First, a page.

Do the next right thing
Role Model portrait Mireille
I am delighted to introduce you to our Role Model of the month: Mireille. In this portrait, we will learn how everything unfolded in hindsight. While there was confusion in mixed feelings in the midst of the expatriate experience, all her small steps lead to her having a job and family life she is very happy about. Learn about the important ingredient of networking and finding the common threat in your life. Enjoy reading and get in touch with her here for further exchange.
Off to Singapore
In the Netherlands, Mireille worked as a business consultant for a well-known global consulting firm. After studying civil engineering and art history, she took a job at Roland Berger. Interestingly, Roland Berger does not only hire business students but is interested in a healthy mix of non-business majors. A good proof that it is always worthwhile to look for jobs in other fields. She really enjoyed working at Roland Berger. She was surrounded by a start-up vibe and appreciated the interaction with colleagues and clients. Later she worked as an in-house consultant in a large hospital, OLVG, in Amsterdam. There she was responsible for improving patient processes, and a merge with another hospital. Mireille was very challenged in her job. At the same time, she lived in a long-distance relationship. Her partner was often abroad on business at that time. She did not know it any other way. When she started her first corporate job, he lived in Abu Dhabi. She could have gone with him, but the timing didn’t feel right. She wanted to focus on herself and her own career first.
After several years living together in the Netherlands, her husband got a job offer in Singapore. This time the situation was different. She had already gained a lot of work experience and had reached a point in her career where she was wondering what to do next. Would her current job make her happy in the long run? Her husbands job offer abroad sounded tempting. The two set off on a look and feel trip. The first impression was accelerating and the acceptance of this new life came easily over her lips.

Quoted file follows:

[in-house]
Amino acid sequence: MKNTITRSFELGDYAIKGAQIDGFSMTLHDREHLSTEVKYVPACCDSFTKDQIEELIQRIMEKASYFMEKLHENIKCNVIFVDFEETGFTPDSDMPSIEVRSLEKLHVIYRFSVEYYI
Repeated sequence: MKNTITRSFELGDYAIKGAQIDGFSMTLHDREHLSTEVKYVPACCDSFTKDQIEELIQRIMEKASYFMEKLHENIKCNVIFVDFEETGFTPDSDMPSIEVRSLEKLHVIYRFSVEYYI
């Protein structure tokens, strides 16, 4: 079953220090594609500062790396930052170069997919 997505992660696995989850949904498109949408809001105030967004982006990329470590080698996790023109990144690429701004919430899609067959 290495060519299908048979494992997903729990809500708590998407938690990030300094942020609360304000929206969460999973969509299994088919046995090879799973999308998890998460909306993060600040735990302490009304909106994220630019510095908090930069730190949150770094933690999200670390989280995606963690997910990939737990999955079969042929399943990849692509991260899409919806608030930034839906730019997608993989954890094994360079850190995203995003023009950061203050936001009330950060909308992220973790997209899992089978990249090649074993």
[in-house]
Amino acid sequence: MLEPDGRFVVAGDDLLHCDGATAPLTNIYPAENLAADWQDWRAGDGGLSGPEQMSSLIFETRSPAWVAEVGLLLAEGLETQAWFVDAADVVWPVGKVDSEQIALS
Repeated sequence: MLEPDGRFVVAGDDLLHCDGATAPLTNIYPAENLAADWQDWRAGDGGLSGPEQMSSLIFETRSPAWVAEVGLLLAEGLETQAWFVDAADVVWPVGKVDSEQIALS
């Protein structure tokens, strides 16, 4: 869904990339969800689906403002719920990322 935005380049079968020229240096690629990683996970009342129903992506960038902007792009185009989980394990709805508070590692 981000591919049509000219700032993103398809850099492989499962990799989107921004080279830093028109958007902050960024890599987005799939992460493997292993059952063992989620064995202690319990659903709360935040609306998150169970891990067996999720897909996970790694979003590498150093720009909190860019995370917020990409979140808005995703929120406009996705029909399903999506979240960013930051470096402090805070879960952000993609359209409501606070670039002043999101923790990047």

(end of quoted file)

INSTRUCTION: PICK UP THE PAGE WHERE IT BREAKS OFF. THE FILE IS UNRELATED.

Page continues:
Expatriation and the re-tradionalization of family roles
Looking back, Mireille realizes that she approached the whole adventure abroad somewhat naively and without any forethought. Most expat partners feel that way, including me, and that’s probably a very good thing! How many projects would we not take or how many decisions would we not make if we already knew exactly the challenges involved. Sometimes opportunities arise in life that need to be seized spontaneously, and the full implications of which only become apparent in retrospect. In Mireille’s case, she wasn’t quite sure what exactly would happen with the work permit. In Singapore she learnt that a local employer would have to apply for her work visa, reducing her chances of getting a traditional corporate job. Plus most typical expat jobs would also involve working many hours and traveling, something she wasn’t willing to do at the time with a little girl to care for as well. Suddenly continuing her career became a big question mark.
But also in smaller, more daily life situations, she found herself pushed to her limits at unexpected moments. At the bank, for example, she could only open an account with her husband’s power of attorney. When the bank employee asked her about her profession, she hesitated. What should she say? The clerk immediately suggested the term housewife. This was factually correct at this point in time. But to see it now in black and white felt strange and unfitting.
She was also initially very self-conscious about spending money from their joint family fund. This hesitation is very common amongst expat families. Especially when a dual-career couple turns to a single breadwinner household. Mireille felt reluctant to buy clothes for herself from the joint household money. Although her partner supported her, it felt unusual, and so she changed her consumption behavior almost subconsciously. I also discussed this in passing in my article on “Negotiating the Expat Package”. You can find it here.
The roles within the family were also suddenly shifted. In the Netherlands, she and her partner had established an equal family model in which they both took care of their daughter. They both worked four days a week and shared the care responsibilities well. In Singapore, the cultural work-life balance was suddenly something completely different. Here, 4-day weeks were not established at all. Also, her partner was on business trips multiple days per month. In retrospect, Mireille is very glad that she didn’t anticipate these cultural differences in their entirety when deciding for the move abroad. For her, she always tried to incorporate work in her private life whereas in her new host country the question was how to incorporate life into the work world.